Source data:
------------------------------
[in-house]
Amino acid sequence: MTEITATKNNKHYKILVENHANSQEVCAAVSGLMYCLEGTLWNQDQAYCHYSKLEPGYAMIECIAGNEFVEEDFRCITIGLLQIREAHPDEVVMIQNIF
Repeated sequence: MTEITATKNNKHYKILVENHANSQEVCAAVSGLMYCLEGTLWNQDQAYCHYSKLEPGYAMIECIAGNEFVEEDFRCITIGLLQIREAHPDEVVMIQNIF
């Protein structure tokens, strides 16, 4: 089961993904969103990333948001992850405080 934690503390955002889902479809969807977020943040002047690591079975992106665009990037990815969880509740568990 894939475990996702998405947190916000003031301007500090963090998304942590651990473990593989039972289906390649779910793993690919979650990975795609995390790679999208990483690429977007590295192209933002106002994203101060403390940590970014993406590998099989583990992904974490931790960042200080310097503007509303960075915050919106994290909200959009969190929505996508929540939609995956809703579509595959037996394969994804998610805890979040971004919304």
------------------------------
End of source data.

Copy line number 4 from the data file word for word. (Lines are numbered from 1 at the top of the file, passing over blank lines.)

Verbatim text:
């Protein structure tokens, strides 16, 4: 089961993904969103990333948001992850405080 934690503390955002889902479809969807977020943040002047690591079975992106665009990037990815969880509740568990 894939475990996702998405947190916000003031301007500090963090998304942590651990473990593989039972289906390649779910793993690919979650990975795609995390790679999208990483690429977007590295192209933002106002994203101060403390940590970014993406590998099989583990992904974490931790960042200080310097503007509303960075915050919106994290909200959009969190929505996508929540939609995956809703579509595959037996394969994804998610805890979040971004919304």